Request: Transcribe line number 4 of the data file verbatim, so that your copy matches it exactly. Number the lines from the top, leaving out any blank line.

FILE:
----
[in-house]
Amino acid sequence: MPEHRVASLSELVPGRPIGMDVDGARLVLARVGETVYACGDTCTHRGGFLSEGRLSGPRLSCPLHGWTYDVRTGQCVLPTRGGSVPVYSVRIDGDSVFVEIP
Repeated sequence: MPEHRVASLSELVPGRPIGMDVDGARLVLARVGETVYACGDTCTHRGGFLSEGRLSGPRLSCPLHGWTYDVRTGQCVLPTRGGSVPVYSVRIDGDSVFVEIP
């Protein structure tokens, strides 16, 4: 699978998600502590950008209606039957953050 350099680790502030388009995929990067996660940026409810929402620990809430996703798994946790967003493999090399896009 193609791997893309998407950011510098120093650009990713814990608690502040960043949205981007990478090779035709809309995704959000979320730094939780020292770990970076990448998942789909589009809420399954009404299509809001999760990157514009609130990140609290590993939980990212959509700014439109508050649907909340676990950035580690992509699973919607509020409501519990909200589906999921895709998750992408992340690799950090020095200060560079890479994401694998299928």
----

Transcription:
């Protein structure tokens, strides 16, 4: 699978998600502590950008209606039957953050 350099680790502030388009995929990067996660940026409810929402620990809430996703798994946790967003493999090399896009 193609791997893309998407950011510098120093650009990713814990608690502040960043949205981007990478090779035709809309995704959000979320730094939780020292770990970076990448998942789909589009809420399954009404299509809001999760990157514009609130990140609290590993939980990212959509700014439109508050649907909340676990950035580690992509699973919607509020409501519990909200589906999921895709998750992408992340690799950090020095200060560079890479994401694998299928």